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TIME is the duration of creatures in the present state. It commenced at the creation, and near six thousand years of it are since elapsed; and how much of it yet remains we know not. But this we know, that the duration of the world itself is as nothing in comparison of eternity. But what is our duration compared with the duration even of this world? It is but a span, an hair's breadth; sixty, seventy, or eighty years, is generally the highest standard of human life, and it is by far the smallest number of mankind that arrive at those periods. The most of them are like a flower blasted in the morning, or at noon; and we have more reason to expect it will be our fate than to hope the contrary. Now the span of time we enjoy in life is all our time; we have no more property in the rest of it, than in the years before the flood. All beside is eternity. Eternity! We are alarmed at the sound! lost in the prospect! Eternity with respect to God, is a duration without beginning as well as without end. This is inalienably entailed upon us, poor dying worms; and let us survey our inheritance. Eternity! it is a duration that excludes all number and computation; days, and months, and years, yea, and ages,

are lost in it, like drops in the ocean. Millions of millions of years, as many years as there are sands on the sea shore, or particles of dust in the globe of the earth, and those multiplied to the highest reach of number, all these are nothing to eternity. They do not bear the least imaginable proportion to it, for these will come to an end. It is a line without end; it is an ocean without a shore. Alas! what shall I say of it! It is an infinite unknown something, that neither human thought can grasp, nor human language describe.

Now place time in comparison with eternity, and what is it? It shrinks into nothing, and less than nothing. What is that little span of time in which we have any property? Alas! it is too

diminutive a point to be conceived. Indeed, properly speaking, we can call no part of time our own but the present moment, this fleeting now; future time is uncertain, and we may never enjoy it; the breath we now respire may be our last; and as to our past time, it is gone, and will never be ours again.



Oh, there are hours, aye, moments, that contain Feelings, that years may pass and never bring; Which, whether fraught with pleasure or with pain, Can hardly be forgot; as if the wing

Of time, while passing o'er, had power to fling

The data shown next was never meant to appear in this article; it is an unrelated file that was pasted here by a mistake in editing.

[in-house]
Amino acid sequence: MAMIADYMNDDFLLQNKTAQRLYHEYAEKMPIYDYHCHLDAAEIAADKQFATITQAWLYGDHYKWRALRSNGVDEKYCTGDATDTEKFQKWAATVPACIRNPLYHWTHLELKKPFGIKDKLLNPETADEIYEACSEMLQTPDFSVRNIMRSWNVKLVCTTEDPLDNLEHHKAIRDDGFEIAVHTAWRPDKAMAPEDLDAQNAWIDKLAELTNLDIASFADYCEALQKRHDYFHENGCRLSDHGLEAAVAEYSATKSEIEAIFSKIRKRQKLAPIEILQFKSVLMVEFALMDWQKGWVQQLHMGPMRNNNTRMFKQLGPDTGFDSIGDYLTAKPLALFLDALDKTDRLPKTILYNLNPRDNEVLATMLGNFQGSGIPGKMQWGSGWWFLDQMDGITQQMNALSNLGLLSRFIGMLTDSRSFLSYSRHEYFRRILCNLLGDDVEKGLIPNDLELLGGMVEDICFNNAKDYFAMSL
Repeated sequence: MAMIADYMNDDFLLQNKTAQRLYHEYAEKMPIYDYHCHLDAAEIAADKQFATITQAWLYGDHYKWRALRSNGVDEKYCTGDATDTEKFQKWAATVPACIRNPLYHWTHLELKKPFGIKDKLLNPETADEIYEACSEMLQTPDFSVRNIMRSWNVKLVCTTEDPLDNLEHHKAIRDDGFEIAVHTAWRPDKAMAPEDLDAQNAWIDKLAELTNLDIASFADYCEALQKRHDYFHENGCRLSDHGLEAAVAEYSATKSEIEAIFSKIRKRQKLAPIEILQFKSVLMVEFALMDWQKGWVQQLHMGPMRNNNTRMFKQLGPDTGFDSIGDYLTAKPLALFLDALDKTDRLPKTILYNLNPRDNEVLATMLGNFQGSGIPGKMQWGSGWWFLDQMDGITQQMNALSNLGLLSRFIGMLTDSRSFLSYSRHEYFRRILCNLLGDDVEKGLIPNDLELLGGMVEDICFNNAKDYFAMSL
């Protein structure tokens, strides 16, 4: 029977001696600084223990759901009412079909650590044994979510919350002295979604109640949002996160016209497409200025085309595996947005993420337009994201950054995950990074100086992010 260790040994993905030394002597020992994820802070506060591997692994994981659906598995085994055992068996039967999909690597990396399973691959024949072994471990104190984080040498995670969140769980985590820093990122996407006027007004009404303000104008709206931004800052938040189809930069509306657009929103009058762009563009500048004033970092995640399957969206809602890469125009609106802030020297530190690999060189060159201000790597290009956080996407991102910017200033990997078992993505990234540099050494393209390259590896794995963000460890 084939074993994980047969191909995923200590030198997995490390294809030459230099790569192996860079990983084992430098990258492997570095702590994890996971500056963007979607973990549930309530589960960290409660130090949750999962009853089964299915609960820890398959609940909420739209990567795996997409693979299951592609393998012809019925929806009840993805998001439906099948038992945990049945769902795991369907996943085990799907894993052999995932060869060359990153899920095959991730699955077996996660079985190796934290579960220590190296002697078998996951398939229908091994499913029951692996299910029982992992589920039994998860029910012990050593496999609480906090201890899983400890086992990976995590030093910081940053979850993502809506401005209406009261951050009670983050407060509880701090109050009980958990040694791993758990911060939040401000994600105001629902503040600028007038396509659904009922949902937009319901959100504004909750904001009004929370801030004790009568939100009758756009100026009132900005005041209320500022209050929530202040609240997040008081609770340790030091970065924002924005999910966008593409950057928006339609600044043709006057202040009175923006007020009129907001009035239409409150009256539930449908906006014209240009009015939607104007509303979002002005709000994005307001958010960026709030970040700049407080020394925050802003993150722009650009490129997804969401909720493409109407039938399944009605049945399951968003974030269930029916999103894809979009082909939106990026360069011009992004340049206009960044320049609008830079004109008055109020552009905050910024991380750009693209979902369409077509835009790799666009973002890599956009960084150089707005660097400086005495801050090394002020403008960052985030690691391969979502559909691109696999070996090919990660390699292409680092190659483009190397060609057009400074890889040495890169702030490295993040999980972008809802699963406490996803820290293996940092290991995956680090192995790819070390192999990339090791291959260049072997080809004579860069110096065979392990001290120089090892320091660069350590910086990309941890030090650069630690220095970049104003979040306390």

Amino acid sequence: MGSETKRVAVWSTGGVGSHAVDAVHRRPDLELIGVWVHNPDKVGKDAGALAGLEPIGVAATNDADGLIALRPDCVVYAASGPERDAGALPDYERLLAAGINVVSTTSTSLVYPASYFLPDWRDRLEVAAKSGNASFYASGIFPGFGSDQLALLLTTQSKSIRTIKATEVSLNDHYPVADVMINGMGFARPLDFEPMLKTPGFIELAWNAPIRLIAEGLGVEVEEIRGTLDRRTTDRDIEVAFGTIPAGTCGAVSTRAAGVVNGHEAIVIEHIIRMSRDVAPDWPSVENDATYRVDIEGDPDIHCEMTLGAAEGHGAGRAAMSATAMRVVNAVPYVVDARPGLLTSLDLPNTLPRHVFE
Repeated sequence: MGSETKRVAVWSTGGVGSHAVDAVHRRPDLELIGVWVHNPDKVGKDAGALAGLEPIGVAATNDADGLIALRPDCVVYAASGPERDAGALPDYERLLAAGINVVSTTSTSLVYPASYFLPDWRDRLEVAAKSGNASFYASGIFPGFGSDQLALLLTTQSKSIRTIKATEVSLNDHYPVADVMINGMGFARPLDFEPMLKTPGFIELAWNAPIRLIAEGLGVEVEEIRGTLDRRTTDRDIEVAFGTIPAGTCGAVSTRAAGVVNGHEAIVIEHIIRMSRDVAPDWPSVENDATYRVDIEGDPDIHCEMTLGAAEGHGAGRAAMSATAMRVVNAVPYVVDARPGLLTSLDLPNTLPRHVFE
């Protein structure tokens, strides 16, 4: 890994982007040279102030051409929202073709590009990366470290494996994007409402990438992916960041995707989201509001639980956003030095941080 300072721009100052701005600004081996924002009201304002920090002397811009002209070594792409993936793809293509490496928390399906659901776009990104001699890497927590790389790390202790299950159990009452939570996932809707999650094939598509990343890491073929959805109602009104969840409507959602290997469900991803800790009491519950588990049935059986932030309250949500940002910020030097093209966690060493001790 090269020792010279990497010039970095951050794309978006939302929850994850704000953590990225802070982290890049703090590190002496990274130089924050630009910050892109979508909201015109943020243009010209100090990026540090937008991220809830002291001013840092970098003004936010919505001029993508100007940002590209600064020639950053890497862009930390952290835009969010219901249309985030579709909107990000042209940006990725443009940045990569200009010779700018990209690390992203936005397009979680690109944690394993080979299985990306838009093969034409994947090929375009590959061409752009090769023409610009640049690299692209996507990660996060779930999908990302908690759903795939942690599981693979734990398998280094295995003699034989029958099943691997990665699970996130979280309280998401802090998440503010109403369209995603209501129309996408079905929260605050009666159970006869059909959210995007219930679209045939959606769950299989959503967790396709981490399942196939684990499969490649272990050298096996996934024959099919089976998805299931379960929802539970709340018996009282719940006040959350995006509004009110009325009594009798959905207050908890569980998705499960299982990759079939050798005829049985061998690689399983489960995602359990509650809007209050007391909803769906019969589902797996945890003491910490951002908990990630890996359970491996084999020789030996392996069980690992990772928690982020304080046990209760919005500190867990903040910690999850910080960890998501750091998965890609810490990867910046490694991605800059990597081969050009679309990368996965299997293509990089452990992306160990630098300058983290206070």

A darkening shade, or tint of happier hue,
To which fond memory faithfully should cling
In after life; I felt, and owned it true,

While I stood still, and looked upon the moonlight view.

I thought of some, who once beheld, like me,
The peaceful prospect then before me spread;
And its still loveliness appeared to be

One of those visions morning slumbers shed
Upon the pensive mourner's pillowed head;
Its beauties, less distinct, but far more dear,
Seemed to invoke the absent and the dead,
And by some spell to bring the former near,
Although it could not call the latter from their sphere!

Nor did I wish it. No, dear Mary, no!
How could I ever wish thou shouldst resign,
For any bliss this being can bestow,

Pleasures eternal, deathless, and divine?

Yet, when I saw the pale moon coldly shine
On the same paths and turf which thou hadst trod,
Forgive my vain regret! Yet, why repine?

Its beams sleep sweetly on thy peaceful sod,

And thou thyself hast sought thy Father, and thy God!

For thou wert numbered with the 'pure in heart,'
Whom Christ pronounced blessed! and to thee,
When thou wast summoned from this world to part,
We well may hope the promised boon would be
Vouchsafed in mercy, that thy soul should see
Him, whom the angelic hosts of heaven adore;
And from each frailty of our nature free,
Which clogged that gentle spirit hererofore,
Exulting sing His praise, who lives forevermore!




1. WHEN any thing happens to our displeasure, let us endeavour to take off its trouble by turning it into spiritual or artificial advantage, and handle it on that side in which it may be useful to the designs of reason. For there is nothing but hath a double handle, or at least, we have two hands to apprehend it. When an enemy reproaches us, let us look on him as an impartial relater of our faults, for he will tell the truer than thy fond friend will; and thou mayst call them precious balm though they break thy head, and forgive his anger while thou makest use of the plainness of his declamation. The ox when he is weary treads surest; and if there be nothing else in the disgrace, but that it makes us to walk warily, and tread sure for fear of our enemies, that is better than to be flattered into pride and carelessness. This is the charity of christian philosophy, which expounds the sense of the divine providence fairly, and reconciles us to it by a charitable construction; and we may as well refuse all physic, if we consider it only as unpleasant to the taste; and we may find fault with the rich vallies of

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